A team of marine biologists led by the University of Gothenburg and the KTH Royal Institute of Technology has recently predicted that ocean acidification will nearly triple by the end of this century.
This significant environmental shift could affect vital marine life such as fleshy seaweeds, which play a crucial role in promoting biodiversity across over a third of the world’s coastlines.
The experts investigated the potential fate of seaweeds in oceans that are undergoing rapid acidification. They exposed a common fleshy seaweed species to the acidification levels anticipated by 2100.
The analyses revealed that this increased acidification altered the seaweed’s chemical balance, weakened its structure and tissues, and decreased its likelihood of survival.
“Climate change is resulting in unprecedented changes in terrestrial and aquatic ecosystems through the emission of greenhouse gases, including carbon dioxide,” the authors wrote. “Almost a third of that CO2 is taken up by the ocean, which has profound effects on seaweeds.”
To simulate the conditions of future ocean acidification, the researchers cultivated Fucus vesiculosus, a common brown fleshy algae, in water enriched with dissolved CO2 for a span of 90 days.
The concentration of carbon dioxide was adjusted to mirror the levels of acidification projected for the year 2100, which is almost threefold the current levels of acidification in the oceans.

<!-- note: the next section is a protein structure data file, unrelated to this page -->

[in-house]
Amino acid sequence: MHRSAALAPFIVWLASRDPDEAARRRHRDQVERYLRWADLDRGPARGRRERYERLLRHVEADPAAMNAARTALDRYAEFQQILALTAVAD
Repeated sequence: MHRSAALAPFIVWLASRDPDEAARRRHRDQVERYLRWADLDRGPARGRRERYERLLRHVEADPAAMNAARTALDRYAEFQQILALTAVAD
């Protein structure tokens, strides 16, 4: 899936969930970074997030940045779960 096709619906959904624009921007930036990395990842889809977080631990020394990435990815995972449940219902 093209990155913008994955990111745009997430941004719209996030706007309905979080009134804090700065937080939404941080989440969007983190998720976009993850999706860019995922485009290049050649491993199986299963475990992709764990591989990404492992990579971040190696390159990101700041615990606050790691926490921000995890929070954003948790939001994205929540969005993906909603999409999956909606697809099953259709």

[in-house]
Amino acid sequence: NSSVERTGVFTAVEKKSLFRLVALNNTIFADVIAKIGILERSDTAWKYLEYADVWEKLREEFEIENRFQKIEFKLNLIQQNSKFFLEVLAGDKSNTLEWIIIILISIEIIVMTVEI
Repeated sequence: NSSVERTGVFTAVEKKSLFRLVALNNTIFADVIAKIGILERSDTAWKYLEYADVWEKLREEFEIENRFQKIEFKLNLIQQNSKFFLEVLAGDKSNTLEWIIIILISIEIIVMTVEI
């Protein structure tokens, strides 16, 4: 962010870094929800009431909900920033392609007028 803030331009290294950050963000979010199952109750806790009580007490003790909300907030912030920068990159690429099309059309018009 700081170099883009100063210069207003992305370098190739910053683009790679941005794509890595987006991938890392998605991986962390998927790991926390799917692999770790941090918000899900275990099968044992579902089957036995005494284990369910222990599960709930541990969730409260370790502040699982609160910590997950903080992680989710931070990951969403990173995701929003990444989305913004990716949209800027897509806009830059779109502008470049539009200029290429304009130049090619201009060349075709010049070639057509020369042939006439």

Throughout the experiment, both the visible growth and microscopic structural changes of the seaweed were closely observed.
The researchers measured how well the seaweed performed photosynthesis, analyzed its chemical composition, evaluated its thallus strength, and monitored its response to mechanical stress by mimicking waves to assess its vulnerability to damage or detachment in the ocean (a metric called “drag”).
Comparison of these findings with data from F. vesiculosus grown in non-acidified water led to mixed results.
The seaweed cultivated in acidified water surprisingly demonstrated greater growth, more efficient photosynthesis, and no significant rise in drag.
However, such seaweed had reduced thallus strength, less compact tissues, a more porous overall structure, and diminished levels of calcium and magnesium – essential elements contributing to the strength and flexibility of a plant’s structure.
As a result, seaweeds in acidified water seemed to be more susceptible to breakage and had a higher mortality rate.
“Negative effects of ocean acidification on the tissue structure and breaking strength of seaweeds like F. vesiculosus could have drastic effects on coastal ecosystems,” the scientists explained.
“Such changes could lead to an overall decrease in seaweed coverage, with corresponding negative effects on organisms that depend on these habitats for food and shelter.”
Further studies are needed to explore whether the repercussions of ocean acidification are consistent across all fleshy seaweed species.
“If this proves to be a general mechanism affecting fleshy seaweeds, the expectation is that ocean acidification will have critical structuring effects on rocky-shore ecosystems given how widely distributed and fundamental brown seaweeds are across one-third of the coastlines of the world,” the authors concluded.
The study is published in the journal Current Biology.
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